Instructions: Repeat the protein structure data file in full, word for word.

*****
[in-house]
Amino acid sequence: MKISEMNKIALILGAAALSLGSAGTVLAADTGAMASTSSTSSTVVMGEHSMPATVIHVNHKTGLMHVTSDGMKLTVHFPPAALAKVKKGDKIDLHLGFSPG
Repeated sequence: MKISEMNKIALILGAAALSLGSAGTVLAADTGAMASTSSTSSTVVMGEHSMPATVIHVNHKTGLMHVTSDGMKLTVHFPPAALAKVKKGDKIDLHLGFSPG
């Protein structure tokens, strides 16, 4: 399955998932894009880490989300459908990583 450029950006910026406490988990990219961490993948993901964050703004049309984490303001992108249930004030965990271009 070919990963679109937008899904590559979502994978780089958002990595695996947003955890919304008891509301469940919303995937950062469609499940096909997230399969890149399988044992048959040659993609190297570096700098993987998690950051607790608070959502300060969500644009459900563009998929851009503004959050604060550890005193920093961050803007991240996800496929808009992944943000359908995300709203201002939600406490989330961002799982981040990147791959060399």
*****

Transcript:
[in-house]
Amino acid sequence: MKISEMNKIALILGAAALSLGSAGTVLAADTGAMASTSSTSSTVVMGEHSMPATVIHVNHKTGLMHVTSDGMKLTVHFPPAALAKVKKGDKIDLHLGFSPG
Repeated sequence: MKISEMNKIALILGAAALSLGSAGTVLAADTGAMASTSSTSSTVVMGEHSMPATVIHVNHKTGLMHVTSDGMKLTVHFPPAALAKVKKGDKIDLHLGFSPG
């Protein structure tokens, strides 16, 4: 399955998932894009880490989300459908990583 450029950006910026406490988990990219961490993948993901964050703004049309984490303001992108249930004030965990271009 070919990963679109937008899904590559979502994978780089958002990595695996947003955890919304008891509301469940919303995937950062469609499940096909997230399969890149399988044992048959040659993609190297570096700098993987998690950051607790608070959502300060969500644009459900563009998929851009503004959050604060550890005193920093961050803007991240996800496929808009992944943000359908995300709203201002939600406490989330961002799982981040990147791959060399």